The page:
Following this determination, Shelly filed an appeal in the Portage County Court of Common Pleas. The court referred the case to a magistrate, who determined that Shelly had carried its burden of proof as to all six requirements in Streetsboro Codified Ordinance. The court of common pleas adopted the magistrate’s decision. The Eleventh District Court of Appeals then reversed the judgment of the court of common pleas. On appeal, Shelly’s principal argument was that the court of appeals exceeded the narrow scope of its review and conducted a de novo review of the commission’s findings by substituting its judgment for that of the common pleas court with respect to the dispositive issue of “whether the commission erred by finding that Shelly’s expert lacked credibility”.

The record reflected that the Eleventh District reversed the judgment of the court of common pleas on the grounds that the commission had a justifiable reason to reject Shelly’s expert’s opinion. Specifically, Shelly argued that the comparison properties utilized to form the experts’ opinion were further away from the surface mine than the properties at issue. The court found that this was not a question of law for the court of appeals to decide in an administrative appeal under R.C. 2506.04, but was instead a question concerning the weight of the evidence to be given to the expert’s opinion. Here, the court of common pleas weighed the expert’s opinion differently than the commission, despite having no authority to do so. Accordingly, the court reversed the judgment of the court of appeals on this issue.

Shelly Materials, Inc. v. City of Streetsboro Planning and Zoning Commission, 2019 WL 5699511 (OH 11/5/2019)

This post was authored by Matthew Loeser, Esq.

Plaintiffs Sandra Leung and Hsaio Chun Wu were owners and landlords of Al Dente restaurant located at Two Spring Street, Oyster Bay, New York, which was located across the street from Town Hall. The town employees made up approximately 75 percent of Al Dente’s lunch crowd, and attended Al Dente for office parties and other group celebrations. Commissioner of the Department of Planning and Development Frederick P. Ippolito allegedly barred employees from dining there and sent the other individual Defendants to the Premises to again falsely cite the Premises for Town Code violations and issued an “Emergency Safeguard Notification” as a false pretext for shutting down Al Dente. The Plaintiffs also claimed that the eventual padlocking of Al Dente forced the restaurant out of business: costing them $4,300 in monthly rent.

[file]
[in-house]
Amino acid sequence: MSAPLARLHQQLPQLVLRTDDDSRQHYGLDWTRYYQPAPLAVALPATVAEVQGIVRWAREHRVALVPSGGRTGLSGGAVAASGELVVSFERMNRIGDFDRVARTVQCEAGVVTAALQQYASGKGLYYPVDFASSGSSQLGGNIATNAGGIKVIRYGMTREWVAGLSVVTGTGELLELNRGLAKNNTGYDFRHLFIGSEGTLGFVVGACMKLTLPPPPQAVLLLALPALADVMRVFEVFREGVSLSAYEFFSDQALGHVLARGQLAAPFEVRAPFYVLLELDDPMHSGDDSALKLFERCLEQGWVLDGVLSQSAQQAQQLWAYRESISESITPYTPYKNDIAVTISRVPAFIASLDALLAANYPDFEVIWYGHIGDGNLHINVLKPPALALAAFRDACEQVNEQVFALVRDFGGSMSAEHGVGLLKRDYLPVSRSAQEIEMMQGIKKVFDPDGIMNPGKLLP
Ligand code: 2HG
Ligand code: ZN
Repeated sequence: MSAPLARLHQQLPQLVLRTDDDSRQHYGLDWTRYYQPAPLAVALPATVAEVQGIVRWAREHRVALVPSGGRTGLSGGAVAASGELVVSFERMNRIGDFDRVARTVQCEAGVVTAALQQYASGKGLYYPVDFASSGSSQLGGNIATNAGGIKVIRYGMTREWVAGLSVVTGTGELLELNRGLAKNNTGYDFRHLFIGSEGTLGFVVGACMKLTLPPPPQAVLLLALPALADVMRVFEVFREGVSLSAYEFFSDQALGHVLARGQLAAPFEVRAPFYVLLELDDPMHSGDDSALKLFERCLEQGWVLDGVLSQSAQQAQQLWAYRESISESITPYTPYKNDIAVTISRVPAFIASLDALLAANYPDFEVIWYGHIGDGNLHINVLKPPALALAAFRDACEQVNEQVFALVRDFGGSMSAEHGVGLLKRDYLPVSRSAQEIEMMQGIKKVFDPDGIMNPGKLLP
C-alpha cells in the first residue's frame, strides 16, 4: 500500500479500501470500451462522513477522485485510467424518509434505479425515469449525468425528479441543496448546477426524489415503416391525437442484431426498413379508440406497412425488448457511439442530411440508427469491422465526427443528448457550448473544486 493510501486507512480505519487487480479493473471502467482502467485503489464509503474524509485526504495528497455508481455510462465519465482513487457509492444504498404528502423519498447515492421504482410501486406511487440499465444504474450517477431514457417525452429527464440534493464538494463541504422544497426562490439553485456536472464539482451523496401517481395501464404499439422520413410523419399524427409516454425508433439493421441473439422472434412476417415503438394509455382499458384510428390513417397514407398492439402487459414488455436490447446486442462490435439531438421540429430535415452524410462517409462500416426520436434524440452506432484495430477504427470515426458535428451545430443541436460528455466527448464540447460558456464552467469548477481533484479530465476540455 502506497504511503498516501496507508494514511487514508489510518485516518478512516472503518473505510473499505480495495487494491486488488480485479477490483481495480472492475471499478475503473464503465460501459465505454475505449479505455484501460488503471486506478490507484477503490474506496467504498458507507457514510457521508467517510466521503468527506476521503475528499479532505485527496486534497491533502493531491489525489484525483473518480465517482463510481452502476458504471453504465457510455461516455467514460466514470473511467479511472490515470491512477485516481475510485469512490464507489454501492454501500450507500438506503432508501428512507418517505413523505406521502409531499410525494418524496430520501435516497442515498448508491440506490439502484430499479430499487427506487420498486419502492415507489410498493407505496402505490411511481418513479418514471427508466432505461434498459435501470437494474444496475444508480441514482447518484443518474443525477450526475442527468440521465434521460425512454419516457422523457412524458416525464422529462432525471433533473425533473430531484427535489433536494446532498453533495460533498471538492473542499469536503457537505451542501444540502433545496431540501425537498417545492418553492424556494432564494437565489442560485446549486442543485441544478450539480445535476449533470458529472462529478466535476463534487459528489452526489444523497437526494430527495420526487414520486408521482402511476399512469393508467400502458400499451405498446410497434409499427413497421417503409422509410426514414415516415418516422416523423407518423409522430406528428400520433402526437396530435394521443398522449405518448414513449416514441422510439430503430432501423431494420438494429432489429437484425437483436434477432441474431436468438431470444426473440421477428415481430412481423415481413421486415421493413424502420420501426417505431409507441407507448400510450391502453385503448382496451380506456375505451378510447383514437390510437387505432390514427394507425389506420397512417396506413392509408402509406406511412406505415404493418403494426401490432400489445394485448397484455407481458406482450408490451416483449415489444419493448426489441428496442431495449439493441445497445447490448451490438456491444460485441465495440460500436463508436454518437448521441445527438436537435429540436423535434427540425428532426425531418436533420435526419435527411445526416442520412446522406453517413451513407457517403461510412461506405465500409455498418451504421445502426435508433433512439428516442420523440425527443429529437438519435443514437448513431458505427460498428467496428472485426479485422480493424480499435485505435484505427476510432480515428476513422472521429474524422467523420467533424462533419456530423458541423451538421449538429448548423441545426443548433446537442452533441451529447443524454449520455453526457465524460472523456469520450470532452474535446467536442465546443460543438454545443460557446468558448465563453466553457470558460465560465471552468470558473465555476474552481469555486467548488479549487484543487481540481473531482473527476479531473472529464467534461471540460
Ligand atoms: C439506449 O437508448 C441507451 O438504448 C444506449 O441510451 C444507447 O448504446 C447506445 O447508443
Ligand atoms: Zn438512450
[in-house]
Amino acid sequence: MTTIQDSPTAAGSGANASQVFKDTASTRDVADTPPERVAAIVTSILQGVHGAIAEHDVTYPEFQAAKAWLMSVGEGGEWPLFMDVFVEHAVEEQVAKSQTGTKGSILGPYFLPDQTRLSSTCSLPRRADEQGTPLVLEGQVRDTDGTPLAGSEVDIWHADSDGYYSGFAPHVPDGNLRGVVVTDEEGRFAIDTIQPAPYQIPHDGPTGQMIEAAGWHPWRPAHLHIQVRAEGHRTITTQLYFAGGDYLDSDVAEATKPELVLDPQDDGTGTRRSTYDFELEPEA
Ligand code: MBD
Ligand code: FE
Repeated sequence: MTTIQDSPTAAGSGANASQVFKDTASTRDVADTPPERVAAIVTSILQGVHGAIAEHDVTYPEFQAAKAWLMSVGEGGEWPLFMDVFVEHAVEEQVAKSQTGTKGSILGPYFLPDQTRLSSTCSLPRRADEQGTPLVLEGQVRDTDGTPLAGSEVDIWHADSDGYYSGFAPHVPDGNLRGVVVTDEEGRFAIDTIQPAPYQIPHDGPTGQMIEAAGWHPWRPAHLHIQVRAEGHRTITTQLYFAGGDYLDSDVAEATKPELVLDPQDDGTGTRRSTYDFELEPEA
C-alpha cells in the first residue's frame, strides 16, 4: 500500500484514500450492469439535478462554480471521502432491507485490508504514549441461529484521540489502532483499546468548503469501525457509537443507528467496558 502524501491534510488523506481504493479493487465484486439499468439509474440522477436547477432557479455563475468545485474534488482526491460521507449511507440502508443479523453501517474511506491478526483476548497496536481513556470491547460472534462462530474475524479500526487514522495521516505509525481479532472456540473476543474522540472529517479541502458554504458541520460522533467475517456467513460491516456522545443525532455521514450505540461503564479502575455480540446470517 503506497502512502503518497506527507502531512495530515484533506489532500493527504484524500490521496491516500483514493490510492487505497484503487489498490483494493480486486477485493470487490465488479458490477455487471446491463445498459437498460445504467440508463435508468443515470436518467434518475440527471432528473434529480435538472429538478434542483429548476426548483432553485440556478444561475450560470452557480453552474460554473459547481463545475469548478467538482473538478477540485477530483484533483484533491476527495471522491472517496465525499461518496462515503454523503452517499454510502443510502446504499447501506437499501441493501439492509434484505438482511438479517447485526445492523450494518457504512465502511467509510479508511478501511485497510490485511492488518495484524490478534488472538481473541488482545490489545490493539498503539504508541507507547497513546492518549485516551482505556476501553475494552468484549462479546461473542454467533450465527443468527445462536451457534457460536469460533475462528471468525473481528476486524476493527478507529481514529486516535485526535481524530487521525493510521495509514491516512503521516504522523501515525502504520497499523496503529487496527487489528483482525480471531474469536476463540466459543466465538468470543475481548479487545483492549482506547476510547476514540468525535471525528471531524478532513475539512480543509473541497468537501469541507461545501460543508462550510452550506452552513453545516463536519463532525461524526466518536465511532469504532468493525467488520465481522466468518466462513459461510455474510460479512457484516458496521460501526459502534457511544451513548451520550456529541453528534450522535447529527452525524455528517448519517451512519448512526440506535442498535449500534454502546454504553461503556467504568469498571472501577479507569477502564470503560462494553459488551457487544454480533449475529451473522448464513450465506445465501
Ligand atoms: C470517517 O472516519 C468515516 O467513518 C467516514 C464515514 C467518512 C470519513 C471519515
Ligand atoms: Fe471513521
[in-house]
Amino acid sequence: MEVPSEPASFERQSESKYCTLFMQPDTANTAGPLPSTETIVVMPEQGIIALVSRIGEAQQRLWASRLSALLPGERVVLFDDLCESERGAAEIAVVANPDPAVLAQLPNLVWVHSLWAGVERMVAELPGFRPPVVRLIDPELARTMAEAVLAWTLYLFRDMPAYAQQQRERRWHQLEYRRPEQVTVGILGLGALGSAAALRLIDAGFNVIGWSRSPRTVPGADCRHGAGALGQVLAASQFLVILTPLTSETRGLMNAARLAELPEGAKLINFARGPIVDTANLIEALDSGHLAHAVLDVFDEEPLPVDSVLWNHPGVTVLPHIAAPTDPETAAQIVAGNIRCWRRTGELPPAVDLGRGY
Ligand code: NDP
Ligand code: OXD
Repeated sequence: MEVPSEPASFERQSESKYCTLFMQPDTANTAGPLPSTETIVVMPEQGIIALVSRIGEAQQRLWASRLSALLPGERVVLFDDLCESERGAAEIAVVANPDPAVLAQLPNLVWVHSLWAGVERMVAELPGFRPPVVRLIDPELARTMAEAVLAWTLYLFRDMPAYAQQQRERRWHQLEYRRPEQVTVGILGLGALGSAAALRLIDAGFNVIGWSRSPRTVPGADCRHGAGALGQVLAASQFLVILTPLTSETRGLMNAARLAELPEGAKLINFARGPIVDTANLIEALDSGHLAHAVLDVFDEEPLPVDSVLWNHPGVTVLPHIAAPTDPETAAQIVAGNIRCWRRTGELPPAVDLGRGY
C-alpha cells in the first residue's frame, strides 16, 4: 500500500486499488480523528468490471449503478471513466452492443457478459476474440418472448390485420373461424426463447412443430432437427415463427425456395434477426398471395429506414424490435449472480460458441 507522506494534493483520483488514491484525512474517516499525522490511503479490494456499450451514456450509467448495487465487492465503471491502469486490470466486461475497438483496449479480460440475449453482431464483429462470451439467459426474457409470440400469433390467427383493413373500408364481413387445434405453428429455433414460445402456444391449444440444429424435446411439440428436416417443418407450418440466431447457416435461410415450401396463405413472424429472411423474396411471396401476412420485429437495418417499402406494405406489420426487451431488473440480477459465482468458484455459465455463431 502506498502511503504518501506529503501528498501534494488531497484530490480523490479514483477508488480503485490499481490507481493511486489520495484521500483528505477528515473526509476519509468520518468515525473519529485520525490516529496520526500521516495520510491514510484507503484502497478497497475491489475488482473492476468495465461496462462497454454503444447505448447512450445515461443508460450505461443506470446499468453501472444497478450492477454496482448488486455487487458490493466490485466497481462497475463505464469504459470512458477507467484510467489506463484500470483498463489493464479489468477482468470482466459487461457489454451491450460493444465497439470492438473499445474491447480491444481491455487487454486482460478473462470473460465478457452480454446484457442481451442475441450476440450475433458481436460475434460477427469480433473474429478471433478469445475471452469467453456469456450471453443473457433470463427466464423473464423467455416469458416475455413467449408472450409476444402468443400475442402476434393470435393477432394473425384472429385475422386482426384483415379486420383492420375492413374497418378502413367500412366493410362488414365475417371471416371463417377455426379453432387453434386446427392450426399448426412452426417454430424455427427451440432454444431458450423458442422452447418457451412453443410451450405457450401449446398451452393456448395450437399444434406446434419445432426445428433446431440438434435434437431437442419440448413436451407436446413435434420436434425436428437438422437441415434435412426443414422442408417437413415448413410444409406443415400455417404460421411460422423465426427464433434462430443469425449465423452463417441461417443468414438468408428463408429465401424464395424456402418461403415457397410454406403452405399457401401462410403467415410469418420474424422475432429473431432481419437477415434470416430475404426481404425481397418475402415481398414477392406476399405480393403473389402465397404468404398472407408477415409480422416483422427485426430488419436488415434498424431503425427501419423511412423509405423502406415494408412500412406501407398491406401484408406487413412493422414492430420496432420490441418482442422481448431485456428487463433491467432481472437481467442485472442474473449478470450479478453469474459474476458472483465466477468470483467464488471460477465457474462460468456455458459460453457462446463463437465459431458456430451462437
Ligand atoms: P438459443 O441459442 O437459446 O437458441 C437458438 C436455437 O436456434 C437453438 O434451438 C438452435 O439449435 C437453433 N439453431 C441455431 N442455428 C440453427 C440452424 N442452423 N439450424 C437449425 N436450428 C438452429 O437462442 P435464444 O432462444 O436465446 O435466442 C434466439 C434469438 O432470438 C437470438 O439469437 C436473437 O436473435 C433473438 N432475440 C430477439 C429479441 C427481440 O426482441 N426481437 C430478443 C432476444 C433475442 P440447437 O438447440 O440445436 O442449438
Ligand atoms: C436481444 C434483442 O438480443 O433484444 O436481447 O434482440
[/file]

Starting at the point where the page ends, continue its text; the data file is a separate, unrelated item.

In February 2014, Al Dente and Morizio sued the Defendants in an action before Judge Leonard D. Wexler, raising a procedural due process claim, a substantive due process claim, and an equal protection claim. The jury found that Ippolito violated the Al Dente Plaintiffs’ procedural due process rights; that Ippolito and Blanchard violated their substantive due process rights; that Al Dente had proven a claim for municipal liability against Ippolito; that they had proven that Ippolito was the final policy maker of the Town; and that he directly committed or commanded a constitutional violation. In this case, Plaintiffs raised three claims: a Fourteenth Amendment procedural due process claim, a Fourteenth Amendment substantive due process claim, and a claim that the Defendants conspired to violate their civil rights.

As to the procedural due process claim, the parties did not dispute that the Plaintiffs had a property interest in the Premises. As to the September 2013 Citations, the Defendants did not contest that the Town failed to provide the Plaintiffs with a post-deprivation hearing after the Plaintiffs had requested one. The court found that this lack of a post-deprivation proceeding could constitute a denial of due process, and therefore denied the Defendants’ motion for summary judgment as to the September 2013 Citations.

Plaintiffs next claimed that they had raised genuine issues of fact as to substantive due process because they possessed a property interest—the enjoyment and ownership of the subject premises—and they demonstrated that the Defendants’ “unlawful, arbitrary and capricious conduct” was unrelated to any Town Code violations. In response, Defendants presented sworn statements that the premises contained violations of the Town Code, violations that the Town recorded as part of the May 2012 Citations, and violations that remained largely uncorrected at the time of the September 2013 Citations. The court determined that these ongoing Town Code violations made it uncertain that the Plaintiffs were entitled to the benefit of collecting rent. Accordingly, the Defendants’ motion for summary judgment was granted as to the substantive due process claim, due to Plaintiffs’ failure to allege a sufficient property interest.